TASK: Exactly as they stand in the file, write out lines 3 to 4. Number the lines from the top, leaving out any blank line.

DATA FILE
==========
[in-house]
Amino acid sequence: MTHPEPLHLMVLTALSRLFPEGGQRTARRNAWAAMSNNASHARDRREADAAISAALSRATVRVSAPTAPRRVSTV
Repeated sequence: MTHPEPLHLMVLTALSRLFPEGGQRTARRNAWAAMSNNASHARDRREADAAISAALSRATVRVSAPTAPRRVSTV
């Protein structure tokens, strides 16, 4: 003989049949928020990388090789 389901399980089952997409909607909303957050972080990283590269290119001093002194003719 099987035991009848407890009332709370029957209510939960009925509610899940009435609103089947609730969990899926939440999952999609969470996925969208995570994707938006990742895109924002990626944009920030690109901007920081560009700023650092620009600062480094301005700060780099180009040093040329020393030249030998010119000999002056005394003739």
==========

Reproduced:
Repeated sequence: MTHPEPLHLMVLTALSRLFPEGGQRTARRNAWAAMSNNASHARDRREADAAISAALSRATVRVSAPTAPRRVSTV
């Protein structure tokens, strides 16, 4: 003989049949928020990388090789 389901399980089952997409909607909303957050972080990283590269290119001093002194003719 099987035991009848407890009332709370029957209510939960009925509610899940009435609103089947609730969990899926939440999952999609969470996925969208995570994707938006990742895109924002990626944009920030690109901007920081560009700023650092620009600062480094301005700060780099180009040093040329020393030249030998010119000999002056005394003739």